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Hojarascas (Mexican Shortbread Cookies)

Christmas just wouldn't be Christmas without these traditional hojarascas in our house! Called by other names, such as biscochitos, pan de polvo and polvorones, they are delicious!
Course Cookies, Dessert
Cuisine Mexican
Prep Time 30 minutes
Cook Time 14 minutes
Resting time 20 minutes
Total Time 1 hour 4 minutes
Servings 24 Cookies



  • 1 to 1 1 /2 cups of vegetable shortening  manteca (rendered pork lard) or butter
  • ½ cup granulated sugar plus more for dusting
  • teaspoons anise seeds or 1 teaspoon ground
  • 2 large egg yolks
  • Zest and juice from 1 large orange at least 1/4 cup of juice
  • teaspoons baking powder
  • 3 cups all-purpose flour
  • 1 cup finely ground pecans
  • Nonstick spray or parchment paper

You Will Also Need

  • 1/2 cup granulated sugar
  • 1 tsp fresh ground Mexican canela(cinnamon) or already ground cinnamon



    To Start: Preheat oven to 350ºF.

    • Combine 1 1/4 cups of shortening and ½ cup of sugar in bowl. Using an electric hand mixer, cream together until fluffy. Beat in the anise and then the egg yolks until thoroughly blended. Reduce mixer speed to low and with the mixer running, add the orange juice, zest, baking powder and finally the flour, mixing just long enough to work in the flour. If the dough feels too crumbly, mix in a little more shortening. Fold in the pecans. Cover with plastic wrap and chill for 20 minutes.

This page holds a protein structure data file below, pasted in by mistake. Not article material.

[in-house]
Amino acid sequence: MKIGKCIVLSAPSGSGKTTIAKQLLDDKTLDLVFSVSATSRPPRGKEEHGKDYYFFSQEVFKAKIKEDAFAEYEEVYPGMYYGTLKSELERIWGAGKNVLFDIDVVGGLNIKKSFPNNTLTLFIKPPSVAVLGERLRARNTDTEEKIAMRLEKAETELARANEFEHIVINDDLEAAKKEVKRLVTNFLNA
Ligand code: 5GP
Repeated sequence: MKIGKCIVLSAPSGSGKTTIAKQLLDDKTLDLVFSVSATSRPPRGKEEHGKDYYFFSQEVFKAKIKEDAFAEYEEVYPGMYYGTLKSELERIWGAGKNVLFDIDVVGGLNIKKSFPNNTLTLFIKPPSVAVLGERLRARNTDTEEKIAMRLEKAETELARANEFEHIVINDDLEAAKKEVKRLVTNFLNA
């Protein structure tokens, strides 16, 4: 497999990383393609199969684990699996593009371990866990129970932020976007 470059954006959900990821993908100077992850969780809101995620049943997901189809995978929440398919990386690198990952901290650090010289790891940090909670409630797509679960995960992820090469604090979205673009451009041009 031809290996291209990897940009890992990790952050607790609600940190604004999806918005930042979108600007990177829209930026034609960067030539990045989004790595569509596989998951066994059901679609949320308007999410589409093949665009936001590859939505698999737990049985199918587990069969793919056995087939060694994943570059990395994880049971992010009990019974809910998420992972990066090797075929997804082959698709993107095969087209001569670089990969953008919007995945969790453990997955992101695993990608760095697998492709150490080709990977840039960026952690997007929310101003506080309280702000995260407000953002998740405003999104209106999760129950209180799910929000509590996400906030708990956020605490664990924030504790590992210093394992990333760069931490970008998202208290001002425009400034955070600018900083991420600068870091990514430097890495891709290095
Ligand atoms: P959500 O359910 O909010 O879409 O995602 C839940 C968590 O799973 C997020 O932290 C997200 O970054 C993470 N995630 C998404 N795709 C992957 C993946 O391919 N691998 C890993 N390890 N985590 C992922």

• Line cookie sheets with parchement paper. On a lightly floured surface,  roll out dough and use your favorite cutouts like hearts, stars or trees. You can also roll 1 inch balls and place them on the cookie sheets. Take the bottom of a glass and press cookies flat. Dip the bottom of glass in flour if it starts to stick.
    • Bake in preheated oven until lightly browned, about 12 to 14 minutes. While cookies are cooling, mix the 1/2 cup of sugar with 1 tsp of canela (cinnamon). Carefully dip each cookie into the cinnamon sugar mixture. Cool completely and store in airtight container. Yields up to 2 dozen small cookies.


    My family's recipe for hojarascas is a little more simple than this one.Typically prepared without the orange zest and juice. The juice would be replaced with a tea prepared with Mexican cinnamon(canela) and anise seeds. Simply combine 2 inch stick of canela(cinnamon) and 1/2 teaspoon of anise seeds with 1 cup of water in a sauce pan. Bring up to a simmer. Remove from heat and let cool at room temperature. Strain before adding required amount to recipe. 
    The nuts are optional, but were often added to give the cookie a more traditional feel. Mexican cinnamon sticks are softer than the sticks you typically find in most markets. The Mexican cinnamon can easily be ground with a micro plane or in a coffee grinder once broken into pieces.